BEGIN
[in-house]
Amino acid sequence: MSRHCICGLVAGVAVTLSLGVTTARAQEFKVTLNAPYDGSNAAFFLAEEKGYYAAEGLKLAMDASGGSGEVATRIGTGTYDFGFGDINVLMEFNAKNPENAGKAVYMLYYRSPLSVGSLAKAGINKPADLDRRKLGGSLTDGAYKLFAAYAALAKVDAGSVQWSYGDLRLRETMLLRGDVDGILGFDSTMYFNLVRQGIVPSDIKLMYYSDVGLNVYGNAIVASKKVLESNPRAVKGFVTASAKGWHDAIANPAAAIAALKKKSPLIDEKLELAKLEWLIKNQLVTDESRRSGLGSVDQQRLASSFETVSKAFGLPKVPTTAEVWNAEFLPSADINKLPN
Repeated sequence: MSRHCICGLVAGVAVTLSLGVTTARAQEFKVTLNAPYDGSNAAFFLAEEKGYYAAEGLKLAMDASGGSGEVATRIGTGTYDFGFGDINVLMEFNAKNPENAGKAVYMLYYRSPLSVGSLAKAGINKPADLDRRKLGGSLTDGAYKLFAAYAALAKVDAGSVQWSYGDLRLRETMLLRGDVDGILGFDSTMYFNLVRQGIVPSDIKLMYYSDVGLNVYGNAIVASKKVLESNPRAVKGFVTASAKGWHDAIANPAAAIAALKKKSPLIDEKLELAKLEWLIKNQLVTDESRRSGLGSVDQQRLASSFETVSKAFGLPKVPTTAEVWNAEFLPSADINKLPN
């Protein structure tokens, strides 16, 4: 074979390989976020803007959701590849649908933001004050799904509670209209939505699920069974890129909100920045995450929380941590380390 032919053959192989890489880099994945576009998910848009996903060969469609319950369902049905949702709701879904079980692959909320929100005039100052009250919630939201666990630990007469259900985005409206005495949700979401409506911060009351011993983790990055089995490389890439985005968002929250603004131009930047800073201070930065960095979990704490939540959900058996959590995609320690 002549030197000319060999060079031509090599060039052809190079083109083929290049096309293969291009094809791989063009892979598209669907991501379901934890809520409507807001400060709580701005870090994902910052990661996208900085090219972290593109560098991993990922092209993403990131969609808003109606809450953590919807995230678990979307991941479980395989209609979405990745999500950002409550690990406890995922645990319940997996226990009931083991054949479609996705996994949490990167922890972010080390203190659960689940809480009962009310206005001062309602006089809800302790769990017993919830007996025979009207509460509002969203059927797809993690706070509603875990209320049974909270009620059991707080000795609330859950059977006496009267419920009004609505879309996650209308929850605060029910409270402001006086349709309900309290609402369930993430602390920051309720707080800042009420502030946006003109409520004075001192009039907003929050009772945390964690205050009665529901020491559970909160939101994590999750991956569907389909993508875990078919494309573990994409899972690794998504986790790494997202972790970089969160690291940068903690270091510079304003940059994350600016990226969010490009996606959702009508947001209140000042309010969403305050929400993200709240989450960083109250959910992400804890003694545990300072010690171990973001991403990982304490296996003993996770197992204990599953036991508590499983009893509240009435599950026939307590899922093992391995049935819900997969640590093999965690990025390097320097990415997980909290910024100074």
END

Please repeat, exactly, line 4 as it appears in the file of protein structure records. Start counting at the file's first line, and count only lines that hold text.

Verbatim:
């Protein structure tokens, strides 16, 4: 074979390989976020803007959701590849649908933001004050799904509670209209939505699920069974890129909100920045995450929380941590380390 032919053959192989890489880099994945576009998910848009996903060969469609319950369902049905949702709701879904079980692959909320929100005039100052009250919630939201666990630990007469259900985005409206005495949700979401409506911060009351011993983790990055089995490389890439985005968002929250603004131009930047800073201070930065960095979990704490939540959900058996959590995609320690 002549030197000319060999060079031509090599060039052809190079083109083929290049096309293969291009094809791989063009892979598209669907991501379901934890809520409507807001400060709580701005870090994902910052990661996208900085090219972290593109560098991993990922092209993403990131969609808003109606809450953590919807995230678990979307991941479980395989209609979405990745999500950002409550690990406890995922645990319940997996226990009931083991054949479609996705996994949490990167922890972010080390203190659960689940809480009962009310206005001062309602006089809800302790769990017993919830007996025979009207509460509002969203059927797809993690706070509603875990209320049974909270009620059991707080000795609330859950059977006496009267419920009004609505879309996650209308929850605060029910409270402001006086349709309900309290609402369930993430602390920051309720707080800042009420502030946006003109409520004075001192009039907003929050009772945390964690205050009665529901020491559970909160939101994590999750991956569907389909993508875990078919494309573990994409899972690794998504986790790494997202972790970089969160690291940068903690270091510079304003940059994350600016990226969010490009996606959702009508947001209140000042309010969403305050929400993200709240989450960083109250959910992400804890003694545990300072010690171990973001991403990982304490296996003993996770197992204990599953036991508590499983009893509240009435599950026939307590899922093992391995049935819900997969640590093999965690990025390097320097990415997980909290910024100074």